Even a cursory look around us reveals palpable gaps between
- what a woman is capable of doing and
what she is assumed to be capable of,
- what she gets as dues for some work done, compared to
what a man gets for the same work, and
- what a man does casually to go up the career ladder and is praised, and
what a woman has to struggle to achieve but is frowned upon.
In almost all cultures, and especially in India, women are given, and often perform, the role of caregivers.
During their early years, their children take the care givers for granted.
During their middle years their husbands take them for granted.
During their late years, their children have left their nests, husbands need physical assistance themselves and the women are expected to behave as they did all these years, taking care of them.
Since all such care is usually given at home, they are nonrenumerative. They are the care givers but few care to openly acknowledge the critical role the care givers play. (See my care givers) .
I am of course talking about what used to be the norm, but my contention is that things have not changed that much, even with more women entering the workforce. With women forced to prove her capabilities outside the home to remain employed, they are have to juggle multiple conflicting demands on their time. Many compromises are made.
- Some prefer to stay home even if they are employable.
- Some take a break from work whenever a non-trivial need for their services arises. In many cases - due to insensitive workplace rules - some are forced to quit their jobs and, when the need for their services subsides, they start all over again and in many cases, without due credit being given to their prior work experience.
- Some use the time between two care-giving episodes to upgrade their skill sets, and even to get the next diploma or degree. Many find this rewarding due to the thrill or self-satisfaction of learning something new. But there is a distinct likelihood of such women feeling even more frustrated after the degree is earned because of competition from younger men and women with credentials similar to or better than theirs.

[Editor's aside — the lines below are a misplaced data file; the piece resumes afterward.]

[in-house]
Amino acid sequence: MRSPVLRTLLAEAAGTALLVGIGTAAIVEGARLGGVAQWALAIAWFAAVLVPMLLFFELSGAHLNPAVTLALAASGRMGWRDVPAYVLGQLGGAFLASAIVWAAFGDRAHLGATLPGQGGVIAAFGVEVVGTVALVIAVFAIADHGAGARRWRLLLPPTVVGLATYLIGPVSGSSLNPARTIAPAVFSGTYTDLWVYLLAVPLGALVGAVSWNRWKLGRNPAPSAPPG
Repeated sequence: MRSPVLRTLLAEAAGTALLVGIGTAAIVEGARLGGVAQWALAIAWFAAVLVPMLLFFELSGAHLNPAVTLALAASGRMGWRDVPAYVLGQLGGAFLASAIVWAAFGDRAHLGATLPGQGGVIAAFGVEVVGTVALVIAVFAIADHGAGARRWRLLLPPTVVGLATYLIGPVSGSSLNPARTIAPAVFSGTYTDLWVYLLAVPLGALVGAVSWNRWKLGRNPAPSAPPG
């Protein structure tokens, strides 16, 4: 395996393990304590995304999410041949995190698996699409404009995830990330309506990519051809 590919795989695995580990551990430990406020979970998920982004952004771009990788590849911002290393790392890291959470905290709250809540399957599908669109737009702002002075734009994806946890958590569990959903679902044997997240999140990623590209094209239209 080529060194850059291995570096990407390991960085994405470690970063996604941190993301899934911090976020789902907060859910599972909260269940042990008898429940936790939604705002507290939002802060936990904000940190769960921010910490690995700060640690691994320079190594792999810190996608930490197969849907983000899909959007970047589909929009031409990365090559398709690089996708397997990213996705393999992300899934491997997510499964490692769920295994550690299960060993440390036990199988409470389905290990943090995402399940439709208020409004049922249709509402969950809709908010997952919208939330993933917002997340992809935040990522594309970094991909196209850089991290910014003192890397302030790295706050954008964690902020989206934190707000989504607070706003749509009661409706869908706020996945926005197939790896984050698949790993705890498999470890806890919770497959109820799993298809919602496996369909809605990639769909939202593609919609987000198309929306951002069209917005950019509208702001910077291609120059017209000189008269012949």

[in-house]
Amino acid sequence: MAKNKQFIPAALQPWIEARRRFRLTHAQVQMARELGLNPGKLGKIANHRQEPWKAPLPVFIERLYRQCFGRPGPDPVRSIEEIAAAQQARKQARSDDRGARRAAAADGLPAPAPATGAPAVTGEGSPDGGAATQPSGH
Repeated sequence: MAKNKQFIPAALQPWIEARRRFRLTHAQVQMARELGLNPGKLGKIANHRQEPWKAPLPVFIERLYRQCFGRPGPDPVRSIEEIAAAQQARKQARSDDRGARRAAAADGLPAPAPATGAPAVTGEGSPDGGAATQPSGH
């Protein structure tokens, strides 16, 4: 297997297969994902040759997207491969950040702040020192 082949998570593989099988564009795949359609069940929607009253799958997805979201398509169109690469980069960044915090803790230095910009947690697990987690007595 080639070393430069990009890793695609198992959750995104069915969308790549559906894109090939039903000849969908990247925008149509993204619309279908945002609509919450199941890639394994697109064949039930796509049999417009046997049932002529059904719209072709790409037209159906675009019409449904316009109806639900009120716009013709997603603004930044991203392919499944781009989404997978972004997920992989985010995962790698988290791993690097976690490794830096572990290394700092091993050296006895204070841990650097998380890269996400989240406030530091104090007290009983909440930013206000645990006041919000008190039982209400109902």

The situation for women especially those who get back to jobs or any career path after a break due to, for example, child rearing, is dismal.
The Result: women end up in jobs that are not as rewarding or stable as they deserve.
The sad part in all this is that, perhaps because the space given to women is disproportionately small and opportunities at the top being few and far between, there is sometimes an unhealthy competition between women and (in some sense) not surprisingly, some women are perceived as playing playing hard, to get to the top. And, in this male dominated world where women are supposed to be soft hearted, such behavior is not viewed positively. Here again, we see a double standard, in that when a man does it, it is considered to be a sign of assertiveness but when a woman does it, she is considered “pushy”. Nevertheless, to many males and females in decision making roles, such pushiness is something they can do without and so decisions are made, not based on one’s real capabilities, but on perceptions.
This has several consequences.
1. The right people not being where they ought to be, the society does not get the benefits of what is achievable through their participation;
2. They feel the world is not fair to them and this leads to frustration that affects performance, giving reasons the decision makers badly need to justify their decisions, thus forming a vicious cycle;
3. As a result, some capable women, who do not want to fight the fight, settle for less than what they deserve.
This also contributes to women feeling that they are dealt with in an unfair manner.